# Thread: MultiCalc Function (Excel 2000 >)

1. ## MultiCalc Function (Excel 2000 >)

Following the thread starting at <post#=517,888>post 517,888</post: >, we could set up a little function to do a lot of calculations. Specify a range and specify an operation, and the function provides the necessary answers where ever it was used.

Function MULTICALC(Calc_Range As Range, TypeCalc As String)
Select Case UCase(TypeCalc)
Case "SUM"
MULTICALC = Application.Sum(Calc_Range)
Case "AVERAGE"
MULTICALC = Application.Average(Calc_Range)
Case "COUNT"
MULTICALC = Application.Count(Calc_Range)
Case "MAX"
MULTICALC = Application.Max(Calc_Range)
Case "MIN"
MULTICALC = Application.Min(Calc_Range)
Case "PRODUCT"
MULTICALC = Application.Product(Calc_Range)
Case "MEDIAN"
MULTICALC = Application.Median(Calc_Range)
Case "MODE"
MULTICALC = Application.Mode(Calc_Range)
Case "VAR"
MULTICALC = Application.Var(Calc_Range)
Case "STDEV"
MULTICALC = Application.StDev(Calc_Range)
Case Else
MULTICALC = Evaluate("NA()")
End Select
End Function

2. ## Re: MultiCalc Function (Excel 2000 >)

Yes, but is sure is a lot less efficient than just saying:

=SUM(Calc_Range)

in the worksheet.

3. ## Re: MultiCalc Function (Excel 2000 >)

>> but is sure is a lot less efficient ???

Are you stating that it's less efficient! I don't see why! Think of 30 calculations. By changing the operation value in one cell, I can get 30 new calcs in a blink of an eye where you will need to change SUM to another operation manually!

4. ## Re: MultiCalc Function (Excel 2000 >)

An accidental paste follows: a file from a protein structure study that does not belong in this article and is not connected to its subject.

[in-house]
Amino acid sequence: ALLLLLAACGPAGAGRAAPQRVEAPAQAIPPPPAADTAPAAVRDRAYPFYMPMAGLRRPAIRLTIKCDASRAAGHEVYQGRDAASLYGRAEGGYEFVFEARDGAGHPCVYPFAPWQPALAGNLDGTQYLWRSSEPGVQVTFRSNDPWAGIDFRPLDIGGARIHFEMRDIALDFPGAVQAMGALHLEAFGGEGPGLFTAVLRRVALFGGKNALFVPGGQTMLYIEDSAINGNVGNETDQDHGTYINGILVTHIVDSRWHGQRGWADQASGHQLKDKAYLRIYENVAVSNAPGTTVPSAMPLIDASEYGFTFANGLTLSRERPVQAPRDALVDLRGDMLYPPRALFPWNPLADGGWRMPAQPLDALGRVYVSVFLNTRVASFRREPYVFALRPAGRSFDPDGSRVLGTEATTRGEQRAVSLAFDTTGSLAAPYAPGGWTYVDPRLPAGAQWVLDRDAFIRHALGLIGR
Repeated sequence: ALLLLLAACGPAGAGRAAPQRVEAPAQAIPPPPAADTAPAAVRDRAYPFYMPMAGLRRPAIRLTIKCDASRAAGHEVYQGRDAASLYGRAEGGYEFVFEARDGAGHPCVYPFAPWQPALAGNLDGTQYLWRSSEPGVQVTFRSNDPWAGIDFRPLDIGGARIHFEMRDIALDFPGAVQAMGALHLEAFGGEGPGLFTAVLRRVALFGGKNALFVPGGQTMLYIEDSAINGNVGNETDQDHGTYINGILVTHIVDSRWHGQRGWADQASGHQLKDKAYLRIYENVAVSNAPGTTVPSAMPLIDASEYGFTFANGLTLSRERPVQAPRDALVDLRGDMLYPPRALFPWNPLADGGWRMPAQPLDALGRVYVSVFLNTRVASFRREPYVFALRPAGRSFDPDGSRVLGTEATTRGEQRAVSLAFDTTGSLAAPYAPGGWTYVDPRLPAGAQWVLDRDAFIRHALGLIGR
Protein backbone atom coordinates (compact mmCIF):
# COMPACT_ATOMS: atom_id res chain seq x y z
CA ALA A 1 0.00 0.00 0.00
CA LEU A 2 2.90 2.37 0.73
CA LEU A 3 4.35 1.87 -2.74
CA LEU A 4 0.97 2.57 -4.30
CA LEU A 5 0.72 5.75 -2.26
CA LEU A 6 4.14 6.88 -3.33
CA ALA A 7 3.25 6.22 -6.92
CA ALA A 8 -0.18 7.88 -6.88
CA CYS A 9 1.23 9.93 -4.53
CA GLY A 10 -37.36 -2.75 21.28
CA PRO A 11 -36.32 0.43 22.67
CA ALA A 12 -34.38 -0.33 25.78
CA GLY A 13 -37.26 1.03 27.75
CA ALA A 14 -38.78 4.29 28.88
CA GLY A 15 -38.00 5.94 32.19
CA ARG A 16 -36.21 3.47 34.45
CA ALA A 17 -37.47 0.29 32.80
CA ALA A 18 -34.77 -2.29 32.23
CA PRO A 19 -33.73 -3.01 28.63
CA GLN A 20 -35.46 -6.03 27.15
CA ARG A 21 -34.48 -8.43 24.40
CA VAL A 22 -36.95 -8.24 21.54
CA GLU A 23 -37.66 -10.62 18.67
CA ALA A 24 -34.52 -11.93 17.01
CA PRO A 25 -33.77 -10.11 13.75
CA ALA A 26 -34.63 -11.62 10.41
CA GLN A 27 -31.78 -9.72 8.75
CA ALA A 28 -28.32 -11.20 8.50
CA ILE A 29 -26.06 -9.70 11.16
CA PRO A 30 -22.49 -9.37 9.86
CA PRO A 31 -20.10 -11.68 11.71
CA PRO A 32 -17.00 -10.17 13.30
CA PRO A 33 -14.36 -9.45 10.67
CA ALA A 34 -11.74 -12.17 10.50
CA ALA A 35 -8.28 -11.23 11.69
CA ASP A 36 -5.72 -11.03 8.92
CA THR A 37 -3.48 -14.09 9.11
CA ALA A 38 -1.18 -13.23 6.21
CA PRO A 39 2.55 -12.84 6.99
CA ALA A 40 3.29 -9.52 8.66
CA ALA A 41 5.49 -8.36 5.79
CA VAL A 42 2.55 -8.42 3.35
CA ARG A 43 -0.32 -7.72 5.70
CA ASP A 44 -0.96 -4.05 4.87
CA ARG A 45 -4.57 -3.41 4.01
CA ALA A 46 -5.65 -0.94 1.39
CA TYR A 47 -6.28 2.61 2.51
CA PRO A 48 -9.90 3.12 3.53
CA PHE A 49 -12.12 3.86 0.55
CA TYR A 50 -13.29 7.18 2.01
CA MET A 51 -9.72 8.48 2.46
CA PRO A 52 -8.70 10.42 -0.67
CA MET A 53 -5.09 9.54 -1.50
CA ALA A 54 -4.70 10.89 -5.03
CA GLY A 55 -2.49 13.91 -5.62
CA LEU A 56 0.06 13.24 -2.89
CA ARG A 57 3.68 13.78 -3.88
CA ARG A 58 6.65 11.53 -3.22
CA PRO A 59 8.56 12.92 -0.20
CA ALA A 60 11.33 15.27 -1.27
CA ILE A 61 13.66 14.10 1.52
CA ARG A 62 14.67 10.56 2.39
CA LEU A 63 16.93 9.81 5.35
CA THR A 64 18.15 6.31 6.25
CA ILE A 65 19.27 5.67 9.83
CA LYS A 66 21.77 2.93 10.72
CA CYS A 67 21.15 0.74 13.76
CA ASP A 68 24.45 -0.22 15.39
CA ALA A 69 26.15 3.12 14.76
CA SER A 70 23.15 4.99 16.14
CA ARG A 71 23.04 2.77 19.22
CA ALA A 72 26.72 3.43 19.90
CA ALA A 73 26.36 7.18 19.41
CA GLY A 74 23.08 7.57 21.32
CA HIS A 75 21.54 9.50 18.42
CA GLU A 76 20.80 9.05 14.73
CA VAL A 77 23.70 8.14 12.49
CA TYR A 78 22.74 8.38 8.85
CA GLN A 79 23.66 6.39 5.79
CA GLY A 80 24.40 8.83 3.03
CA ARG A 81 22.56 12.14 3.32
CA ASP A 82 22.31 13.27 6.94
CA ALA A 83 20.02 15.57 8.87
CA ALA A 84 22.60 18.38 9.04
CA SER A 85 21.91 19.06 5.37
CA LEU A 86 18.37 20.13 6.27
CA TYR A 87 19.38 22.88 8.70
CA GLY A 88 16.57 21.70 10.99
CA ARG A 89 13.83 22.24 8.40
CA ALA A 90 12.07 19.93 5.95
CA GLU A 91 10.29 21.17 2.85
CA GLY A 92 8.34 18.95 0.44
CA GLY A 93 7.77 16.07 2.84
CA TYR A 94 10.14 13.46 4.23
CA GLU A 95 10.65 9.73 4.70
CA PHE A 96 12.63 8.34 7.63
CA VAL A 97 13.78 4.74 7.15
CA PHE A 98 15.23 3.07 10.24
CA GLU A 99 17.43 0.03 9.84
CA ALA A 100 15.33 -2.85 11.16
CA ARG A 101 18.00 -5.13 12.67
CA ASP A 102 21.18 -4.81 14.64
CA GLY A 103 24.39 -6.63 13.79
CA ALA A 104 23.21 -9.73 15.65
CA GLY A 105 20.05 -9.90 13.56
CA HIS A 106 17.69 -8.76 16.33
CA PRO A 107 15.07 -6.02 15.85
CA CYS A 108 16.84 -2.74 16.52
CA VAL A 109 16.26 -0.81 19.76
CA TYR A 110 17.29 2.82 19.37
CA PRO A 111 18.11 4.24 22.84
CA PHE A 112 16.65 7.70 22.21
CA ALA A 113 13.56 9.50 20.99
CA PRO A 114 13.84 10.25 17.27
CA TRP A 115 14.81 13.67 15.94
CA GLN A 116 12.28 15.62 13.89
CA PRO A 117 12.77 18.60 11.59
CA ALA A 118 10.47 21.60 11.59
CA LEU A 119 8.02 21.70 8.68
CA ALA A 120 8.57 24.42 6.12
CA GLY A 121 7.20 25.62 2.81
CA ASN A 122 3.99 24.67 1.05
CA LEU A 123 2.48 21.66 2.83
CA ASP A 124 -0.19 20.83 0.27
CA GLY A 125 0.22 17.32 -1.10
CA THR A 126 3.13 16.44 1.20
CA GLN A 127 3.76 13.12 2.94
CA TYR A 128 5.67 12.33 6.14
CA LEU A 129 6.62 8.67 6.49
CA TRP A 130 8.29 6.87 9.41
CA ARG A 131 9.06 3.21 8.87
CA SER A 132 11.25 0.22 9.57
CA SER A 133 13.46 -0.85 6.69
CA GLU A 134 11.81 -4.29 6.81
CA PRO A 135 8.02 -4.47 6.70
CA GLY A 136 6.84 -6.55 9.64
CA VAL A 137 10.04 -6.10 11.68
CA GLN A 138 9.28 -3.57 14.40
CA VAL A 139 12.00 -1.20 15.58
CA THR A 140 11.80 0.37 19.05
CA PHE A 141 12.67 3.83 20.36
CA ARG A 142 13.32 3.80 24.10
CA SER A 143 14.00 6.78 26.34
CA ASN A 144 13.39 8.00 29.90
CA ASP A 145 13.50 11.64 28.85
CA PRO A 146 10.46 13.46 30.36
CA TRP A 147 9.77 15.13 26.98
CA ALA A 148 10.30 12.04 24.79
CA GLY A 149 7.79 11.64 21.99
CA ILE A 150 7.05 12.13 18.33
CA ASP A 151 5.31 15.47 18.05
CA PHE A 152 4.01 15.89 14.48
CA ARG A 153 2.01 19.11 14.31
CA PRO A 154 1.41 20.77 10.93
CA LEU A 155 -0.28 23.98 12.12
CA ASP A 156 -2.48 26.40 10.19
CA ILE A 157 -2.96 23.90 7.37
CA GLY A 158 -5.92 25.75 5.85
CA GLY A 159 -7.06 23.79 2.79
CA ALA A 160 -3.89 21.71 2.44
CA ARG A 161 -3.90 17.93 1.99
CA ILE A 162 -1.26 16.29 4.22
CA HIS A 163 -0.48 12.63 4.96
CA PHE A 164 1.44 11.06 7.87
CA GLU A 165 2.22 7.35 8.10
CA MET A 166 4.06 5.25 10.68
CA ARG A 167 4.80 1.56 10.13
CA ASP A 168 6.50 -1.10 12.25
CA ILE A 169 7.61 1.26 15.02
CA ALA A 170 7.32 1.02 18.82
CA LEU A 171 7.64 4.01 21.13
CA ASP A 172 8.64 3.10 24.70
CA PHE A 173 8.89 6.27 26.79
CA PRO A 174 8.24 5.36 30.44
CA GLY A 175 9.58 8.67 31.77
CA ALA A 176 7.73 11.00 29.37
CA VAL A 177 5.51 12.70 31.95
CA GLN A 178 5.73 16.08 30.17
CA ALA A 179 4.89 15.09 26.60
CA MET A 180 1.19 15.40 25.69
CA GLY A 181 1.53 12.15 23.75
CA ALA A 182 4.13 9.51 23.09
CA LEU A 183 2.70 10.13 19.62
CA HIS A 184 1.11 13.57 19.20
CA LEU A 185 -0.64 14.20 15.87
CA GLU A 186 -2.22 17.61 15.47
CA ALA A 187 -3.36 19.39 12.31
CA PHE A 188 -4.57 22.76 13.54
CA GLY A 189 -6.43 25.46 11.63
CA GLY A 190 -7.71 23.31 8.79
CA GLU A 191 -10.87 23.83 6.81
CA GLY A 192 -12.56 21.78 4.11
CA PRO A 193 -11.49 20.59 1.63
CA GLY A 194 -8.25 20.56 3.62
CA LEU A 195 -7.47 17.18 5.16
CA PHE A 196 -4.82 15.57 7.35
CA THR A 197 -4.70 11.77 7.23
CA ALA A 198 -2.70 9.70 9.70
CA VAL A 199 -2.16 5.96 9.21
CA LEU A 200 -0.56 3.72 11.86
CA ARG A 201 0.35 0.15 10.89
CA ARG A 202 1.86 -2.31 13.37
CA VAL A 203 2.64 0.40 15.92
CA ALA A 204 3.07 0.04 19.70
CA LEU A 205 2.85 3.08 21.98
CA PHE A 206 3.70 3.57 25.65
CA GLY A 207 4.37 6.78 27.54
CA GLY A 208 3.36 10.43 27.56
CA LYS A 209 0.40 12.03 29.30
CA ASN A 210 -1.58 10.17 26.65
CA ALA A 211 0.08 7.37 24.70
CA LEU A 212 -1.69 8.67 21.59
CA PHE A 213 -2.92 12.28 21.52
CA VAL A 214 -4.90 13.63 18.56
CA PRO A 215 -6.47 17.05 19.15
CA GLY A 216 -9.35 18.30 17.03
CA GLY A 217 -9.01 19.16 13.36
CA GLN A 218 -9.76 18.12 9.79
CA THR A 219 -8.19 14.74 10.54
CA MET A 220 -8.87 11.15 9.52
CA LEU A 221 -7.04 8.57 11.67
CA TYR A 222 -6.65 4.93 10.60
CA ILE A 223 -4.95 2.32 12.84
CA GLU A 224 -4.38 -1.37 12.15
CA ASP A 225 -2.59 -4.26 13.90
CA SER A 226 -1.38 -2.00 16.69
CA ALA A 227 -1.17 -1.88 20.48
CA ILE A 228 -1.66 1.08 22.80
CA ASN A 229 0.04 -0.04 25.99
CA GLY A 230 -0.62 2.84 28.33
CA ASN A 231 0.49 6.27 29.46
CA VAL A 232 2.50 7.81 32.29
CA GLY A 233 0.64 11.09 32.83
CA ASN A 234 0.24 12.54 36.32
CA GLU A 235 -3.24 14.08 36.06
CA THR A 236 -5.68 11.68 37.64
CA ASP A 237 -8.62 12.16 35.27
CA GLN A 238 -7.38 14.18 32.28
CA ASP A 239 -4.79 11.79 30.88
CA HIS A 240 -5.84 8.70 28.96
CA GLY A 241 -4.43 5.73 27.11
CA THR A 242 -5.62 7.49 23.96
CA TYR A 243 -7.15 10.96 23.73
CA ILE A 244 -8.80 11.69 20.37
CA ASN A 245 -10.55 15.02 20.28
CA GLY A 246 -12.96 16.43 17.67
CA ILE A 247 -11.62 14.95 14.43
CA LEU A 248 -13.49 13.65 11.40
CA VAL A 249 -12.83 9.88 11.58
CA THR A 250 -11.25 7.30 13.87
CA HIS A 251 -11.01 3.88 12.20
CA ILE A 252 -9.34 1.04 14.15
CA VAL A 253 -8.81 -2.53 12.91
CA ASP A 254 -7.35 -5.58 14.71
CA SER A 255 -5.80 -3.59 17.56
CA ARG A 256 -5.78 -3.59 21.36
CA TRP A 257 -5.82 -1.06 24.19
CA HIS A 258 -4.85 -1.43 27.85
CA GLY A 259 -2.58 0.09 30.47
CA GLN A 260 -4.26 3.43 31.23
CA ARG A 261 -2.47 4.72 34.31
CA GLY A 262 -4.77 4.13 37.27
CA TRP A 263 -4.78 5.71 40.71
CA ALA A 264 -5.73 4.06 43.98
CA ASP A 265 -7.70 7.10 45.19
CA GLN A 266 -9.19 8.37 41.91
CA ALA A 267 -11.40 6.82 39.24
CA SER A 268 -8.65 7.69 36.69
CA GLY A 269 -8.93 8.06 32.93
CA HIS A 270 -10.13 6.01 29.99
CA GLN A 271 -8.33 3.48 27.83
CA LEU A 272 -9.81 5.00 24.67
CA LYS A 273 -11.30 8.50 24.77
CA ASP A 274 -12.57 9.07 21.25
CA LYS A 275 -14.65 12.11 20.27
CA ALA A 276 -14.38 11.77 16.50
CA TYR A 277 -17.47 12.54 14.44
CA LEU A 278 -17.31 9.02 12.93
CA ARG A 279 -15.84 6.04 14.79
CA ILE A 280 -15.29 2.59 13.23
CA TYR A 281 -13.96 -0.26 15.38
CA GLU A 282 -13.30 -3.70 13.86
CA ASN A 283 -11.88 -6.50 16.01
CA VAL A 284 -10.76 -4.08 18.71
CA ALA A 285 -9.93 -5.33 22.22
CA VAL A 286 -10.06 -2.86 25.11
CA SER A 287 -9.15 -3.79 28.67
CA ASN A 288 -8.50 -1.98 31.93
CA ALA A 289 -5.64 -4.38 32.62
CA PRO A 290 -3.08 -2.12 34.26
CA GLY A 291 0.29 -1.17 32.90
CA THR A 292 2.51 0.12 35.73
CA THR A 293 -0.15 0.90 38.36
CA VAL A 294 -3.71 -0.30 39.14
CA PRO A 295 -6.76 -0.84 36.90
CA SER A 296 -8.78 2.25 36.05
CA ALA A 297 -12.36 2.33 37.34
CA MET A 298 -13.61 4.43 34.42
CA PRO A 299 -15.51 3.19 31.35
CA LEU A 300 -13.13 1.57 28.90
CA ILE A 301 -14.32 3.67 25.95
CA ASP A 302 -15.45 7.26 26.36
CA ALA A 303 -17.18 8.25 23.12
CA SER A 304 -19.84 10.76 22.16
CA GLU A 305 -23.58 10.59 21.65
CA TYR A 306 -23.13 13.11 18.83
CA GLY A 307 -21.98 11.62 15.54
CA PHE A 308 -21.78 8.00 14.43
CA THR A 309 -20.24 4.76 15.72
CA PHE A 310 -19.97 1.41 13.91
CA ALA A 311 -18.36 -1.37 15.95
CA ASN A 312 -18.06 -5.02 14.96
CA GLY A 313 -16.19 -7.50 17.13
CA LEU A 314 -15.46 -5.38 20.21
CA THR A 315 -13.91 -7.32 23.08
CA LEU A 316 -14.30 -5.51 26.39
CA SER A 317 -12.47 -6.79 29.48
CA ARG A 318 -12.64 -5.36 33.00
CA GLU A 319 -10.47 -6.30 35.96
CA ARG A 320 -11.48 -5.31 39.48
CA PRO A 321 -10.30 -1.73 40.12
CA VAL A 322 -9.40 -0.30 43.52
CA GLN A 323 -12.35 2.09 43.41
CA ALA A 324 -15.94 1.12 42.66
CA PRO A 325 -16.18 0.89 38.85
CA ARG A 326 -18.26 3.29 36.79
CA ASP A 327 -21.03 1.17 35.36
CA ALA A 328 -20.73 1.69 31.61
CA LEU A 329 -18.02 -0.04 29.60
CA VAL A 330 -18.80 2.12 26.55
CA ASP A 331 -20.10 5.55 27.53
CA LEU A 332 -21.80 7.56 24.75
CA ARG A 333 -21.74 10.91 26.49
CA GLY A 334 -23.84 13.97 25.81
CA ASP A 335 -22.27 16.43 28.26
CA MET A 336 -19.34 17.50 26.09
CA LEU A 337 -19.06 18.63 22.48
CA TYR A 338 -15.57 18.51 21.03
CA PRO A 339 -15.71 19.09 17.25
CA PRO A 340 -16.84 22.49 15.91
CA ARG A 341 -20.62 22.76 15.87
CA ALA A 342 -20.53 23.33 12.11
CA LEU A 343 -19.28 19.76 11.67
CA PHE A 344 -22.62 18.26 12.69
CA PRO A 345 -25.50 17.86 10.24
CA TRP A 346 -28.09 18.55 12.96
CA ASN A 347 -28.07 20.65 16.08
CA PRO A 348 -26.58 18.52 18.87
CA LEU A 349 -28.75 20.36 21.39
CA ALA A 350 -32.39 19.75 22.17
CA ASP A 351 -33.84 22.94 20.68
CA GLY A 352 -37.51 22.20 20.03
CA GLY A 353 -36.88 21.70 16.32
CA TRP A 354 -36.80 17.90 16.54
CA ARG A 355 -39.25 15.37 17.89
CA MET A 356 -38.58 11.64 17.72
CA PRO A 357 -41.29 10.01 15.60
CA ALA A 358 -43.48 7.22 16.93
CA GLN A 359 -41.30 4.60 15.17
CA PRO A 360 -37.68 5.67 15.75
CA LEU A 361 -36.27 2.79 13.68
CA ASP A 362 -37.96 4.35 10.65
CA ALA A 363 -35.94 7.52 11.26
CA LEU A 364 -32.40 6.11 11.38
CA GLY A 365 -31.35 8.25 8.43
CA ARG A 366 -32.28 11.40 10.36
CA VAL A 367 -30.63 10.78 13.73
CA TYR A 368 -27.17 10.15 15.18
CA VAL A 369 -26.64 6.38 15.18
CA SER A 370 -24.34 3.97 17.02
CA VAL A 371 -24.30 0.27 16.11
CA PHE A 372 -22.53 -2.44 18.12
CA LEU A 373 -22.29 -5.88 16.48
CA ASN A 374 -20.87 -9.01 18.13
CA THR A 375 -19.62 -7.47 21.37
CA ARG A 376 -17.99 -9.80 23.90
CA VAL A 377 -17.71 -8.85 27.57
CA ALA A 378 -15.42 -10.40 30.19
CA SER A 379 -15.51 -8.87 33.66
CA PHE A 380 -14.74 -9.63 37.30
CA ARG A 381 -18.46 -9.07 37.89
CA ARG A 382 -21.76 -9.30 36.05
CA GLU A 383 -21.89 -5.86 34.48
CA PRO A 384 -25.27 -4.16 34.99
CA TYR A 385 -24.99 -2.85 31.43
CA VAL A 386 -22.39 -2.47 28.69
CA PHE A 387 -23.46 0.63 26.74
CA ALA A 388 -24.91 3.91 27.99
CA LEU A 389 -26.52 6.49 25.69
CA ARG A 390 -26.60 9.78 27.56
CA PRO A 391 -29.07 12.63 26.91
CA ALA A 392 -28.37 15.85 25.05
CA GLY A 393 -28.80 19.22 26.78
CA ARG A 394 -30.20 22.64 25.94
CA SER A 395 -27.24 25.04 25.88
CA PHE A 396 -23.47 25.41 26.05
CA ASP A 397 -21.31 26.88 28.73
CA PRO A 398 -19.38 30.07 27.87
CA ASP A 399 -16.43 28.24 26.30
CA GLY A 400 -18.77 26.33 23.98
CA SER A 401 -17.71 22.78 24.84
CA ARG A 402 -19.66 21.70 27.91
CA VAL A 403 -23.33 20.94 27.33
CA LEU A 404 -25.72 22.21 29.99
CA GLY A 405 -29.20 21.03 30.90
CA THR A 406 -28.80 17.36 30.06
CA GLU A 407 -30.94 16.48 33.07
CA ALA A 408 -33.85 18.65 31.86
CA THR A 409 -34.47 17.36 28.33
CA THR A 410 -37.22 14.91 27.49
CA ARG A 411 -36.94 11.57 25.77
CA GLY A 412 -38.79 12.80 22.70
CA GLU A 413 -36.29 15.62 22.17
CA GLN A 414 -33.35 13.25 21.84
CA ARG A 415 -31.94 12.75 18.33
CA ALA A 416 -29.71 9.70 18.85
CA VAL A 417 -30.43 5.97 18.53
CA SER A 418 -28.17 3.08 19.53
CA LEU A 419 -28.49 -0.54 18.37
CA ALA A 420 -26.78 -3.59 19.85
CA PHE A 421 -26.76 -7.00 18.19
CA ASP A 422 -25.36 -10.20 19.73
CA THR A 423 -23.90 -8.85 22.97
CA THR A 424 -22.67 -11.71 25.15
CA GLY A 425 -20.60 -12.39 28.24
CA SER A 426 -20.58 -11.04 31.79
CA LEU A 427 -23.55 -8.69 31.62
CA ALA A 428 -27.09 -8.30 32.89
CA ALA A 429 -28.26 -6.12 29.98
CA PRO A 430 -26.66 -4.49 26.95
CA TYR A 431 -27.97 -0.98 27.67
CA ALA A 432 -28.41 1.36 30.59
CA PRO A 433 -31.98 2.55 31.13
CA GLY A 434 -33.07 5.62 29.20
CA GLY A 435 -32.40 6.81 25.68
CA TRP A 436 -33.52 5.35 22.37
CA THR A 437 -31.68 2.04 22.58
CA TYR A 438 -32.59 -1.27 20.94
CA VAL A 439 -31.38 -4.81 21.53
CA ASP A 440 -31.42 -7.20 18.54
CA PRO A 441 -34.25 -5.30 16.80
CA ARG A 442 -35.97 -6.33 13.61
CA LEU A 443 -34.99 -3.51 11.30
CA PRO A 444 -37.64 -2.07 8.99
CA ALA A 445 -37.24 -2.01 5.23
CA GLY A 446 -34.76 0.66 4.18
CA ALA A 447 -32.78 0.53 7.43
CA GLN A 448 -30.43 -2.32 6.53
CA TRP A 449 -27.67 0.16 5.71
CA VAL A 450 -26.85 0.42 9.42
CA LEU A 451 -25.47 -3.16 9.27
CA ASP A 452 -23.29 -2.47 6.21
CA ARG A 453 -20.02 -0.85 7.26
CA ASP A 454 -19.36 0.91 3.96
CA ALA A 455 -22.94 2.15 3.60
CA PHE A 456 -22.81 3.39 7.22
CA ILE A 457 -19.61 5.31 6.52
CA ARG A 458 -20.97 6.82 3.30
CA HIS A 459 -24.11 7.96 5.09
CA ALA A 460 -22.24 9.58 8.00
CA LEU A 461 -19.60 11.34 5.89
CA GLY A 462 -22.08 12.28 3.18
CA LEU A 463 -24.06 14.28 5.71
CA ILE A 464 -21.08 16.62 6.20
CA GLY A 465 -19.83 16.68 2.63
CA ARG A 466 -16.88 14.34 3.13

It depends on the workbook and on what you want to accomplish. VBA functions are always less efficient than the built-in ones, so if you have a worksheet with lots of calculations, using MultiCalc may have a noticeable negative impact on performance. Also, the AutoCalc feature in the status bar (see screenshot) already provides part of the functionality - the default is Sum, but you can select several other functions by right-clicking it.

But if performance is not an issue, and if you want to be able to switch quickly between functions for several formulas at once, MultiCalc can be handy.

5. ## Re: MultiCalc Function (Excel 2000 >)

Yes, but:
1. How often do you actually need to do that? <img src=/S/grin.gif border=0 alt=grin width=15 height=15>
2. Most of those can be done using SUBTOTAL with the relevant function number. However, if you wanted a slightly more generic version:
<pre>Function DoFormula(strAction As String, rngInput As Range) As Variant
Dim strFormula As String
strFormula = strAction & "(" & rngInput.Address & ")"
If IsError(Evaluate(strFormula)) Then
DoFormula = "Error - check formula!"
Else
DoFormula = Evaluate(strFormula)
End If
End Function
</pre>

6. ## Re: MultiCalc Function (Excel 2000 >)

OK, as usual, your arguments make good sense.

7. ## Re: MultiCalc Function (Excel 2000 >)

Well, you just shortened the code by 300 lines. <img src=/S/grin.gif border=0 alt=grin width=15 height=15> Congratulations!

Cheers Rory, appreciate the input!

8. ## Re: MultiCalc Function (Excel 2000 >)

Hi Rudi

Stepped in here at the tail end as usual. I have attached a simple excel wb for you to lookup which does not require code but just the subtle use of the Vloopup.

The blue section is the list of numbers I want to calculate from named as cal_range. The list in green is a list of the various calculations I would like i.e. average,count and product.

Cell A2 contains a validated drop down box which lists all the calculations in range I5:I7. B2 contains =VLOOKUP(A2,I5:J7,2,TRUE).